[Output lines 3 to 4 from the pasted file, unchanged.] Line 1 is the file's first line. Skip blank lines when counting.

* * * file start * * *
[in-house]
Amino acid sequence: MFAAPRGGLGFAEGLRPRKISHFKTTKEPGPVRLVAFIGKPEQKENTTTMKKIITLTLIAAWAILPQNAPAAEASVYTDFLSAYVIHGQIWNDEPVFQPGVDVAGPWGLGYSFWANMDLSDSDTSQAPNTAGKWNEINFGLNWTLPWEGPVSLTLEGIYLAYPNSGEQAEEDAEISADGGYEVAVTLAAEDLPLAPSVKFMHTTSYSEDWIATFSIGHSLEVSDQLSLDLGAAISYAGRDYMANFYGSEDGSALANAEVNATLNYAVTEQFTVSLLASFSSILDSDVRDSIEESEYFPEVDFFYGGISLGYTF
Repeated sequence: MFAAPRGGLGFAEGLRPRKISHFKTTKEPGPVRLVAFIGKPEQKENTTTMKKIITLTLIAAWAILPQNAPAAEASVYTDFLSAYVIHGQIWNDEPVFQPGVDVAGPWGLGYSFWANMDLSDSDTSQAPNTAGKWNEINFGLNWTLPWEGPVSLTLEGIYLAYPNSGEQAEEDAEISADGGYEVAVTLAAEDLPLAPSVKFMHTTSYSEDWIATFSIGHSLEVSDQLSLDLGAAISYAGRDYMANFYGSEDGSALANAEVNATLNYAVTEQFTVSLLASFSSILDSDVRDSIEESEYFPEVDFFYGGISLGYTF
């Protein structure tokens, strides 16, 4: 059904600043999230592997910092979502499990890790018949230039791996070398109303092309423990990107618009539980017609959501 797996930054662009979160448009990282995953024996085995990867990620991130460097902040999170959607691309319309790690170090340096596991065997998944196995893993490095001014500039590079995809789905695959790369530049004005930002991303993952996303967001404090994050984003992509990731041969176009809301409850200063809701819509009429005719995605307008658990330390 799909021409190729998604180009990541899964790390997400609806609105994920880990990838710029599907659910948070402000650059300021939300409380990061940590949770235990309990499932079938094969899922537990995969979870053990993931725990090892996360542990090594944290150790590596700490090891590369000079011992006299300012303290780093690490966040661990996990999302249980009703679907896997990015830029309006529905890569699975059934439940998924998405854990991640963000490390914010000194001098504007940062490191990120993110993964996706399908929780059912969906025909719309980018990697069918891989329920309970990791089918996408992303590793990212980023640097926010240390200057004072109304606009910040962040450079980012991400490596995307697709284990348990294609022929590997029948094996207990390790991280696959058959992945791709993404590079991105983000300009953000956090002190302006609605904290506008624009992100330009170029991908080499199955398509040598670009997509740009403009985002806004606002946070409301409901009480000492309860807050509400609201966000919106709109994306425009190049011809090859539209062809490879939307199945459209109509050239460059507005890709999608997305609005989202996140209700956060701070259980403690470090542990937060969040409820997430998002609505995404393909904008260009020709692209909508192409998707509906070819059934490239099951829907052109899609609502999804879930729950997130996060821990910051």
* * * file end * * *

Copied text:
Repeated sequence: MFAAPRGGLGFAEGLRPRKISHFKTTKEPGPVRLVAFIGKPEQKENTTTMKKIITLTLIAAWAILPQNAPAAEASVYTDFLSAYVIHGQIWNDEPVFQPGVDVAGPWGLGYSFWANMDLSDSDTSQAPNTAGKWNEINFGLNWTLPWEGPVSLTLEGIYLAYPNSGEQAEEDAEISADGGYEVAVTLAAEDLPLAPSVKFMHTTSYSEDWIATFSIGHSLEVSDQLSLDLGAAISYAGRDYMANFYGSEDGSALANAEVNATLNYAVTEQFTVSLLASFSSILDSDVRDSIEESEYFPEVDFFYGGISLGYTF
């Protein structure tokens, strides 16, 4: 059904600043999230592997910092979502499990890790018949230039791996070398109303092309423990990107618009539980017609959501 797996930054662009979160448009990282995953024996085995990867990620991130460097902040999170959607691309319309790690170090340096596991065997998944196995893993490095001014500039590079995809789905695959790369530049004005930002991303993952996303967001404090994050984003992509990731041969176009809301409850200063809701819509009429005719995605307008658990330390 799909021409190729998604180009990541899964790390997400609806609105994920880990990838710029599907659910948070402000650059300021939300409380990061940590949770235990309990499932079938094969899922537990995969979870053990993931725990090892996360542990090594944290150790590596700490090891590369000079011992006299300012303290780093690490966040661990996990999302249980009703679907896997990015830029309006529905890569699975059934439940998924998405854990991640963000490390914010000194001098504007940062490191990120993110993964996706399908929780059912969906025909719309980018990697069918891989329920309970990791089918996408992303590793990212980023640097926010240390200057004072109304606009910040962040450079980012991400490596995307697709284990348990294609022929590997029948094996207990390790991280696959058959992945791709993404590079991105983000300009953000956090002190302006609605904290506008624009992100330009170029991908080499199955398509040598670009997509740009403009985002806004606002946070409301409901009480000492309860807050509400609201966000919106709109994306425009190049011809090859539209062809490879939307199945459209109509050239460059507005890709999608997305609005989202996140209700956060701070259980403690470090542990937060969040409820997430998002609505995404393909904008260009020709692209909508192409998707509906070819059934490239099951829907052109899609609502999804879930729950997130996060821990910051």